It takes me a while to get on the train, as I struggle to judge the distance between the platform and the train. As I reach to grab hold of the rail, I can hear people behind me whispering. “Can she just hurry up, what’s she doing?”Portrait shot of Rosie, a young woman with dark hair

The train is packed and I can’t see any spare seats. I can feel myself losing my balance and I bump into people, accidently standing on their feet and hitting them with my bag. “Look where you’re going,” I hear muttered.

I sit down in one of the disabled accessible seats near the train door. The conductor approaches me: “But you don’t look like you’re disabled, why do you need a seat?” I feel so shocked that I spill coins everywhere as I get money out of my purse. “Pay when you get off,” he mutters, disgusted.

I glance at my phone. There are texts from my friends asking where I am. Oh no, I must be running late, and where is this bar again I can’t remember, I’m lost, I can feel my anxiety levels rising, my sensitivity to noise and crowds overwhelming me.

I eventually get to the bar, red faced, the contents of my bag all over the place, anxious and overwhelmed and exhausted. I get a drink, and am still so shaken I trip on a step and spill it down me. “She must be drunk already,” I hear people laugh.

But no, I’m not drunk – I have dyspraxia.

What is dyspraxia?

You can’t easily tell if someone has dyspraxia, and not that many people have heard of it.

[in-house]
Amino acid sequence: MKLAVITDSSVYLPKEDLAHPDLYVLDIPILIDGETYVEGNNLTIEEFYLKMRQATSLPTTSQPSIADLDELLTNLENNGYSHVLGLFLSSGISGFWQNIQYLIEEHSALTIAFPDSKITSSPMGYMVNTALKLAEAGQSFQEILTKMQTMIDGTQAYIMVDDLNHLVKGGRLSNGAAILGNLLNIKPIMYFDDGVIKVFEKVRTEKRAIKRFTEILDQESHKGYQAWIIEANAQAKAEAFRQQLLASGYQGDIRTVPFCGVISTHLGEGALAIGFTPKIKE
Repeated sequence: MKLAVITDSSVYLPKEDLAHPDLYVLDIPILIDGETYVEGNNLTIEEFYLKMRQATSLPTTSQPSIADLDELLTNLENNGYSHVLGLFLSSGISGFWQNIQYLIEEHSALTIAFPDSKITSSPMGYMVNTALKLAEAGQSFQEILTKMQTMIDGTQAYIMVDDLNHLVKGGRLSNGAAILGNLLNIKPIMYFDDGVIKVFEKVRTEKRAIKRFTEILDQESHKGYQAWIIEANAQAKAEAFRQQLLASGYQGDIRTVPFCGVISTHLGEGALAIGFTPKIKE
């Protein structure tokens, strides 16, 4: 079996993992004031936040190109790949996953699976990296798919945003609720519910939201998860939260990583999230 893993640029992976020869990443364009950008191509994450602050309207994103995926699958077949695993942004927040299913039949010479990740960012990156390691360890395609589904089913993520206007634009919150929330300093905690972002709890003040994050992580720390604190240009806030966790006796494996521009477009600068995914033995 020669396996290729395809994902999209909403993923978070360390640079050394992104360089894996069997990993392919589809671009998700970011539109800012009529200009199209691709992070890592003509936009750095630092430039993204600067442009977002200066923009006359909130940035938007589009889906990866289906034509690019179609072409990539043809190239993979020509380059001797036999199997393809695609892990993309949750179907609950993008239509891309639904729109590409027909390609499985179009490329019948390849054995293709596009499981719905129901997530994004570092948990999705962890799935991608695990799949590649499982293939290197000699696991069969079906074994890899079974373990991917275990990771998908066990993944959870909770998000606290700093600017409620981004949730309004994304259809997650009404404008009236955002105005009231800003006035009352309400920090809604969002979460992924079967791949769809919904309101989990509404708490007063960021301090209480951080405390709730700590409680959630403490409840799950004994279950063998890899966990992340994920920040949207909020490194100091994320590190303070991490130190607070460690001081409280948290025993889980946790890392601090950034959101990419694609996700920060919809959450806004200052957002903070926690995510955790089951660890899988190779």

It is thought to be caused by a disruption in the way messages from the brain are transmitted to the body. This affects my ability to perform movements in a coordinated way, balance, motor skills and sensory sensitivity. Every person with dyspraxia is affected differently.

Rosie holding a medal, a stadium in the background
Rosie at the Olympic Stadium after finishing a 10k run

It can make it hard to carry out everyday activities, such as riding a bike, handwriting, tying shoelaces or using kitchen equipment. It’s difficult to walk up and down stairs, and I’m prone to falling over. We also can struggle with fatigue and low energy, as it takes our brains longer to process things.

Without proper understanding, people with dyspraxia can be seen as careless, clumsy, and rude – when in reality that’s far from the case.

Don’t judge by appearances

Ignorance, misunderstandings and awkwardness make already difficult situations a lot worse, and make someone with dyspraxia feel anxious and overwhelmed.

To end the awkwardness, people shouldn’t judge based on appearances. You never know if someone has an invisible condition, and you never know who might need that seat on the train. A little bit of patience and kindness can go a long way.

Portrait of Rosie with her boyfriend
Rosie with her boyfriend Matt, ‘who helps sort out the chaos’

And don’t make assumptions about what I can and can’t do. We aren’t stupid or careless; our brains are just wired in a different way, so the way we learn and process information is different.

Although day-to-day life with dyspraxia can be chaotic and frustrating, it also has meant I’m a very determined and resilient person. I am creative and able to see the bigger picture, and the experiences I’ve had have made me more understanding and empathetic of others.

With the right support and understanding, dyspraxia doesn’t have to be a barrier to success and living life to the full.

Rosie blogs on her site Thinking Out of the Box, writing about disability, diversity and creativity. Want to know more about how to End the Awkward? Watch our videos made in partnership with Channel 4.

Lazy? No, just disabled… life with an invisible impairment – #100days100stories